Whichever heat source you choose, the one thing you must always do is observe your snake very carefully for any signs of trouble. Handle them carefully and most importantly, keep track of their feeding, shedding, and other natural characteristics that suggest good health.

How To Use a Radiant Heat Panel in a Ball Python’s Enclosure

Perhaps, the first thing to pay attention to is getting the appropriate size for your enclosure. Too much heat will lead to stress and burns in extreme cases. You may also find your snake having trouble shedding its skin.

If the radiant heat panel is too small for your ball python’s enclosure, you will be putting your snake at risk of hypothermia in extreme cases. In the least alarming instances, your snake will be stressed and may experience disturbing symptoms of health issues. These may include loss of appetite, dormancy, and regurgitating food already eaten.

So you want to do some research to ensure that you get the right size for your ball python’s enclosure. Based on research and recommendation you can use a Pro Heat product.

A fantastic attribute of that business outfit is that when you call them and order a radiant heat panel, they will ask you questions about the dimension of your enclosure, the critter you keep, and other related questions to help you choose the appropriate size for your enclosure.

Some determining factors to consider when choosing the right radiant heat panel include the general temperature of the room and the height of the enclosure. Normally, if your enclosure has a dimension of 2” x 4” and is 12” tall or less, the 80 watts radiant panel will work well especially if you stay up north where the weather is generally colder than the south.

If you live in a region that is normally warmer, it would be best to use a lower watts radiant heat panel. A thermostat probe to tell the temperature in the enclosure is a good way to make an excellent decision about which radiant heat panel is best for your snake.

The ideal temperature for a ball python’s enclosure is 70°F – 80°F on the cool side and 80°F- 85°F on the warmer side. You can also create an elevated platform in the enclosure to provide a basking area for your snake. This should be around 88°F – 92°F.

How To Use a Heat Mat in a Ball Python’s Enclosure

Ball pythons seem to enjoy belly heat. They also love to access this underbelly heat constantly. So if you opt for a heat mat, it would be best to leave it under the hiding place of your snake.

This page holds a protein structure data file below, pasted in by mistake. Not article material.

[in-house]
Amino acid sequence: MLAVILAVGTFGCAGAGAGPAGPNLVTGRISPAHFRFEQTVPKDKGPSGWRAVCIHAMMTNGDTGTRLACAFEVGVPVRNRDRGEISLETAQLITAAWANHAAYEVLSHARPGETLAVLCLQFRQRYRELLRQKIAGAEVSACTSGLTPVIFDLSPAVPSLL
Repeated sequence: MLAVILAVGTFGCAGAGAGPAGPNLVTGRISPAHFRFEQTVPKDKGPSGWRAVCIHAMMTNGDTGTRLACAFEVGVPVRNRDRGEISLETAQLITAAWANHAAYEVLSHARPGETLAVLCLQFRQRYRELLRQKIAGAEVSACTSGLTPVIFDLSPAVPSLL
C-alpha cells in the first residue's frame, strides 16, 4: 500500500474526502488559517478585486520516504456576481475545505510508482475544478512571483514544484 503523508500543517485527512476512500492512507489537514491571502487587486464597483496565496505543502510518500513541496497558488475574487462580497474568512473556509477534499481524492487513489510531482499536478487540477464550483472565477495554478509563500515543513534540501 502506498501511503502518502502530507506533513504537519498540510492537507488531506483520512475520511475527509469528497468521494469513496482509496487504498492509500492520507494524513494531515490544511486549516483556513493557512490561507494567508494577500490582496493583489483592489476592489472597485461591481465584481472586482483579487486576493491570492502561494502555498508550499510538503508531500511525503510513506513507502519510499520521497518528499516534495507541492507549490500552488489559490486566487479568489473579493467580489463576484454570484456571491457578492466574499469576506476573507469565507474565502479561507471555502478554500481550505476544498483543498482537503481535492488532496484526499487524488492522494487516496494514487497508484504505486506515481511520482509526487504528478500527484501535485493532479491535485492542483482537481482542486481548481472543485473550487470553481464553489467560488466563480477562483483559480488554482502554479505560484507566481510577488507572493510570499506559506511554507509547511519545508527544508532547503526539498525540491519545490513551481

New ball python owners often wonder whether it would be appropriate to set the heat mat under the substrate in the enclosure or outside the enclosure. It would be best to keep it under the enclosure but close enough to ensure that your ball python accesses as much heat as it needs.

Some may suggest that you leave it in the enclosure. While this will ensure that your snake gets the heat directly, it will be at risk of getting burnt.

Many experienced snake keepers advocate keeping the heat mat under the enclosure. Some of the experts in the hobby make the point that most ball pythons will snooze in the warm area if you set the temperature to the range of 88°F – 90°F, even if you have a heat lamp above them.

It is recommended that you leave the heat mat under their hiding place since experience has shown that they absolutely love that underbelly heat.

Note: if you use a heat mat, it would be best to use a pulse-proportional thermostat to measure the temperature accurately.

A problem with heat mats however is that you may have problems providing your ball python with the optimal temperature if you run a large enclosure. Many ball python owners supplement the heat mat with heat lamps or ceramic heat emitters.

Final Thoughts

A radiant heat panel is just as good at producing heat as a heat mat. But as discussed above, both have their peculiarities and challenges they present. So, in the end, the choice to make will depend on the personal preferences of the reptile owner.

Whatever heat source you opt for, it is important that you monitor your critter closely for any signs of stress, discomfort, or other symptoms that should put you on notice about any health issues. If the heat is too much, your ball python will likely display symptoms of stress and may be restless. It may also hide incessantly from the region where you fixed the heat panel.

If the enclosure is too cold, your snake may exhibit symptoms of hypothermia, a slower rate of metabolism, and even regurgitating already consumed food. It may also lose appetite. These signs should put you on notice to check the parameters in the enclosure’s parameters.